Revelations About CIA’s Kremlin Spy Expose Brennan, Clapper Hypocrisy
The CIA extracted a Kremlin mole from Russia in 2017 out of concerns that media scrutiny would expose the longtime spy, according to a New York Times report.
Former intelligence officials like John Brennan and James Clapper have expressed concerns that President Donald Trump and Attorney General William Barr might leak intelligence on sources to Russia. But those concerns appear misdirected, as it appears that officials in the intelligence community have provided information to the press about a key Kremlin asset.
President Donald Trump’s order on May 23 granting declassification authority to Attorney General William Barr for Russia-related information generated immediate backlash from media pundits and former intelligence community officials, who expressed concern that the directive would jeopardize sources and methods used in the Russia probe.
“The concern is that very, very precious source and methods of the United States intelligence community as well as our partners and allies abroad —those who share this sensitive information with us,” former CIA Director John Brennan said on MSNBC just after Trump announced the decision.
“So I wonder what else is going to be declassified that risks jeopardizing sources and methods,” James Clapper, the former director of national intelligence, said on CNN.
Asha Rangappa, a former FBI special agent and CNN analyst, openly speculated that Barr would disclose the identities of CIA sources, thereby “disabling our intelligence capacities to Russia’s advantage.”
“It puts sources providing intelligence in danger and cripples the [Intelligence Community’s] ability to recruit new sources,” she tweeted.
But those concerns appear misdirected in the wake of a slew of reports on Monday that the CIA exfiltrated a Russian government official who spied for the CIA for decades from inside the Kremlin.
Those stories appear to be based on leaks of information — likely highly classified — from U.S. government officials with access to information about CIA spy operations. And leaks of those operations began appearing in the press in late 2016, before Trump and Barr obtained access government secrets.
In a bizarre twist, leaks about CIA intelligence gathering operations to the media may have sparked the extraction of the longtime Kremlin mole in the first place.
On Monday, The New York Times and Washington Post reported that inquiries from the media about CIA sources for the Russia investigation prompted the decision to exfiltrate the spy. In 2016, the CIA offered to help the asset, but he refused. But in 2017, as media interest intensified, the CIA again offered to extricate him. He finally agreed.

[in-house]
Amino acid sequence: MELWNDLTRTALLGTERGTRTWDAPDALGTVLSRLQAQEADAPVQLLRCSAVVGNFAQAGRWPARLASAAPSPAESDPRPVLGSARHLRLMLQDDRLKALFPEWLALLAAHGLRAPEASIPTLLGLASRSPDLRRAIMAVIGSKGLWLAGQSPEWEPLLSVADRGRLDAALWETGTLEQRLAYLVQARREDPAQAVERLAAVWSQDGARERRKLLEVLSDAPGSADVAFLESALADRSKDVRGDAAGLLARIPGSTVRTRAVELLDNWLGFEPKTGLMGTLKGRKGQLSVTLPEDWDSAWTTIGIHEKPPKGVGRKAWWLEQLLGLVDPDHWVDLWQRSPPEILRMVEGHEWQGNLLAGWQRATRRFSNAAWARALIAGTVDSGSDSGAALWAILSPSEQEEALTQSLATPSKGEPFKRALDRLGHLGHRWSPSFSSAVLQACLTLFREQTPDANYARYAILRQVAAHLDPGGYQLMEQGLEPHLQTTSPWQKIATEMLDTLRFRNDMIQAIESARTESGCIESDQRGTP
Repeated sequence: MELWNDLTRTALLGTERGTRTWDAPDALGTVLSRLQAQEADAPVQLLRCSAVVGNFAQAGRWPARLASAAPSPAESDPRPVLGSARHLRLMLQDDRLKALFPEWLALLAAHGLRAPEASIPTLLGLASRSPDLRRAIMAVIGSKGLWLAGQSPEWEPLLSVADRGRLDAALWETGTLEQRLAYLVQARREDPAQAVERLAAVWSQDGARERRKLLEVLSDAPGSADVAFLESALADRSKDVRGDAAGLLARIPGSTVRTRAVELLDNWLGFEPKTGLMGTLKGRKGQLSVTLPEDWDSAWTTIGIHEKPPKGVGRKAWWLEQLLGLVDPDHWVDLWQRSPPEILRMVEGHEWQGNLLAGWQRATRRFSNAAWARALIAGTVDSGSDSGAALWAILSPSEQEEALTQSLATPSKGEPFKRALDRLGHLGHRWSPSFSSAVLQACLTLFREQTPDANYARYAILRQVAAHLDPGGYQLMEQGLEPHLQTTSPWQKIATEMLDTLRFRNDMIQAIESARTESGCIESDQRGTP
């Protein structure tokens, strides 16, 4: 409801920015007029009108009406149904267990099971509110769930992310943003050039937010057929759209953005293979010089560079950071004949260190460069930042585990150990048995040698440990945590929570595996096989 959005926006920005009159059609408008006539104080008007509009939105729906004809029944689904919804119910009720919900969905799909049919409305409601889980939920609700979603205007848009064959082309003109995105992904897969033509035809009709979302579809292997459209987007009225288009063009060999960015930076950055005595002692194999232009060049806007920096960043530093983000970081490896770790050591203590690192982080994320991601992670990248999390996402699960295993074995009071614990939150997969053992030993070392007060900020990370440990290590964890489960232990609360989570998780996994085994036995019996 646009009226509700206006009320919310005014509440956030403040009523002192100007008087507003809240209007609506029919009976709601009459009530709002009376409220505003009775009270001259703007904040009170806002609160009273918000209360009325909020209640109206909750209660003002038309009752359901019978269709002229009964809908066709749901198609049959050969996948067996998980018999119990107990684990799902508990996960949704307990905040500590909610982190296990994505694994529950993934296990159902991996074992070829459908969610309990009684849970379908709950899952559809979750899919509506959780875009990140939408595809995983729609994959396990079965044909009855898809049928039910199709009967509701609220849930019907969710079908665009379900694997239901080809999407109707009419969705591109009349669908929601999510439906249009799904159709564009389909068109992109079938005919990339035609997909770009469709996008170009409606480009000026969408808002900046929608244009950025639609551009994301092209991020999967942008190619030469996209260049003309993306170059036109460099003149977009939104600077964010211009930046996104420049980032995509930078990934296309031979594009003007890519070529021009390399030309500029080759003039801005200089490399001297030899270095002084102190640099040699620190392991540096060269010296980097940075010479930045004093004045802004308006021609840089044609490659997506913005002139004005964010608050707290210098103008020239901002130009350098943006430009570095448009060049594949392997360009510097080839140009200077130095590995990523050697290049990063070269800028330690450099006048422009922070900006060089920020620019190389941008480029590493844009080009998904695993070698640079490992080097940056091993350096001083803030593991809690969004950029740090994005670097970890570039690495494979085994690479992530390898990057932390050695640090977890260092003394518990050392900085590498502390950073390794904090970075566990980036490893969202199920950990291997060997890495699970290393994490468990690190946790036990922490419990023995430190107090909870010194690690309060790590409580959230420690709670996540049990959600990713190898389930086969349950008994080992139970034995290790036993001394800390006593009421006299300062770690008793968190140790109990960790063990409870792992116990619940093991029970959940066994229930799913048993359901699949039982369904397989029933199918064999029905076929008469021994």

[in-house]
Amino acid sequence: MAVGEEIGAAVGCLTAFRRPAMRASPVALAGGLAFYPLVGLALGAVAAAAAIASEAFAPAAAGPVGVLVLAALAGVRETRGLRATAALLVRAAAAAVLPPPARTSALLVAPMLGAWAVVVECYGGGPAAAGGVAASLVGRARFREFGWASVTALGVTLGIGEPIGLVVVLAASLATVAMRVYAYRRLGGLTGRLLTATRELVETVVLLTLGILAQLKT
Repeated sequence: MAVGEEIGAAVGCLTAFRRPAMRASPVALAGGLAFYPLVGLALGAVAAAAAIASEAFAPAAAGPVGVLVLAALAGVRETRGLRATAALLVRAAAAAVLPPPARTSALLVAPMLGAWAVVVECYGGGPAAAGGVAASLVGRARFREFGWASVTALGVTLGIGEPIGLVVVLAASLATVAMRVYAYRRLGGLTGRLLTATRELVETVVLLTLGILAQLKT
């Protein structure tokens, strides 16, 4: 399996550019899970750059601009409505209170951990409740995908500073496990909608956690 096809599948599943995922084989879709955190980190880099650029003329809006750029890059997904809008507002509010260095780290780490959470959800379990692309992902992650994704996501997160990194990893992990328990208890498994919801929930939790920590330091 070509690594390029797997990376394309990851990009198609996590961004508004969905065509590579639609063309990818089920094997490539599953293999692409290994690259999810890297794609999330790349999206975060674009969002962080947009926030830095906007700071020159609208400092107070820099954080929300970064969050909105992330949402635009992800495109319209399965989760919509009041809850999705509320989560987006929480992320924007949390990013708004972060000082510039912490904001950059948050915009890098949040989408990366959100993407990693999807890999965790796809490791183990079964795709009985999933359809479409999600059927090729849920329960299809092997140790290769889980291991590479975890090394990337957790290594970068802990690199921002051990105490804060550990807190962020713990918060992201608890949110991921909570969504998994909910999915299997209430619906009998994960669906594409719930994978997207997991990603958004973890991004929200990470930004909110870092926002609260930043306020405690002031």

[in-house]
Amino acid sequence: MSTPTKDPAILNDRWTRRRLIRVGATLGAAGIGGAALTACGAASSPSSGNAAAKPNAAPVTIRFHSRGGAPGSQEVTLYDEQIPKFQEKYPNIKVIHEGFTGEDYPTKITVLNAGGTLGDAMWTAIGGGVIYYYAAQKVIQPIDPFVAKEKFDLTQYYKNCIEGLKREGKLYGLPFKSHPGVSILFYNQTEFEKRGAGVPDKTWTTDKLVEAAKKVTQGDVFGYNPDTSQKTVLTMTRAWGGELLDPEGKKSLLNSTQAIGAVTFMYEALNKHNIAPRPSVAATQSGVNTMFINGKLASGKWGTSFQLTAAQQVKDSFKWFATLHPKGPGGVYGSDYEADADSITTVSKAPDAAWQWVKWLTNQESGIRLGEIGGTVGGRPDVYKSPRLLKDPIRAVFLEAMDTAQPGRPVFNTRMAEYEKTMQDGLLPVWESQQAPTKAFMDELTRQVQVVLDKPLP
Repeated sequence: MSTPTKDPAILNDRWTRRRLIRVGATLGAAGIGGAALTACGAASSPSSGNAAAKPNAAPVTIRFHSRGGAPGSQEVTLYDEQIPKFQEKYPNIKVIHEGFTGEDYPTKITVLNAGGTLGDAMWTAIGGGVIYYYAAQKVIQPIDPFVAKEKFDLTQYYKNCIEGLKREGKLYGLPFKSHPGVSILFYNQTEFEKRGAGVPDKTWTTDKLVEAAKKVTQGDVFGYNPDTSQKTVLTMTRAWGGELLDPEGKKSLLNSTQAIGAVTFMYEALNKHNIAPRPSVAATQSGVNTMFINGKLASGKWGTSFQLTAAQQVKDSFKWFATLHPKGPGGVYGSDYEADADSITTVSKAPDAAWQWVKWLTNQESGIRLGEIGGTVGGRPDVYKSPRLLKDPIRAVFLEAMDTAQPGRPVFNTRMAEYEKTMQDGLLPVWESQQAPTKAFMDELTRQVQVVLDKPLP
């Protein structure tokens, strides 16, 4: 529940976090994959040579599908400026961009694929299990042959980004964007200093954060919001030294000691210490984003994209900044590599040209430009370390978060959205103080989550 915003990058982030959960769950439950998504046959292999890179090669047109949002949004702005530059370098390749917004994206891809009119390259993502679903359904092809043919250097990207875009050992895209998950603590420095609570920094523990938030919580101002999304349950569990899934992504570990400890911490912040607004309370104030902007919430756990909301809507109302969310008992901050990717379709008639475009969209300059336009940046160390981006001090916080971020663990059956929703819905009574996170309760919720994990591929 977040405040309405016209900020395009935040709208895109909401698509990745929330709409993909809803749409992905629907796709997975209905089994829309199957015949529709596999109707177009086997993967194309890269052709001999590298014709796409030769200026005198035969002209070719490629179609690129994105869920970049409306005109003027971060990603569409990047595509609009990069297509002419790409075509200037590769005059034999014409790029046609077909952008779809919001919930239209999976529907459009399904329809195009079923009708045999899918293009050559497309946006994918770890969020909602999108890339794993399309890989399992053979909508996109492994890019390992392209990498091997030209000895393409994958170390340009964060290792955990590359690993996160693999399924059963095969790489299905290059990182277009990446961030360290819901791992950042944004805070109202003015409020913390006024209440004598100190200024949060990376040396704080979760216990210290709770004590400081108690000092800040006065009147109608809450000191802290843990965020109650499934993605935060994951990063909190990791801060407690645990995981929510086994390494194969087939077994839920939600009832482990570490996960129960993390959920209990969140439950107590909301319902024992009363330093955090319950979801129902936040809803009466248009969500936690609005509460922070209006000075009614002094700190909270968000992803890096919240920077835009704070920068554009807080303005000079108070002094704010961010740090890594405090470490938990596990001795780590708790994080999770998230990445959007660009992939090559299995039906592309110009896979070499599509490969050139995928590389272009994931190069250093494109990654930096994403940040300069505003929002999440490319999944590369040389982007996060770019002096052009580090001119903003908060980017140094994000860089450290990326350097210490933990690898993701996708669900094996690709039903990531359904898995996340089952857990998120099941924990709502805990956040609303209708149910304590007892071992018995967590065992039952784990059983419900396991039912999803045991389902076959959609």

NBC News also reported Monday that a longtime Russian spy was living in the Washington, D.C. area under his own name.
CNN was the first outlet to report details of the exfiltration, but the network appears to have gotten a key detail of the story wrong. Jim Sciutto, a CNN anchor and former Obama administration official, reported that the exfiltration was carried out in part because of intelligence community concerns that Trump would mishandle highly secret information.
The Times and Post undercut that story with reports that the CIA decided to remove the spy from Russia because media outlets were digging up details about the spy.
Details about the source’s activities began trickling out to the press before Trump took office.
NBC News reported on Dec. 14, 2016 that spies working inside the Kremlin had provided intelligence that Vladimir Putin directed efforts to hack Democrats. The Washington Post reported on June 23, 2017 that a lone source had provided the information.
The NBC News report generated concerns about leaks from Peter Strzok, who then served as deputy chief of counterintelligence at the FBI.
“Think our sisters have begun leaking like mad. Scorned and worried and political, they’re kicking in to overdrive,” wrote Strzok, who opened the Trump-Russia probe.
That text message came to light only several months ago, when Sens. Chuck Grassley and Ron Johnson asked the intelligence community’s inspector general about it in a letter.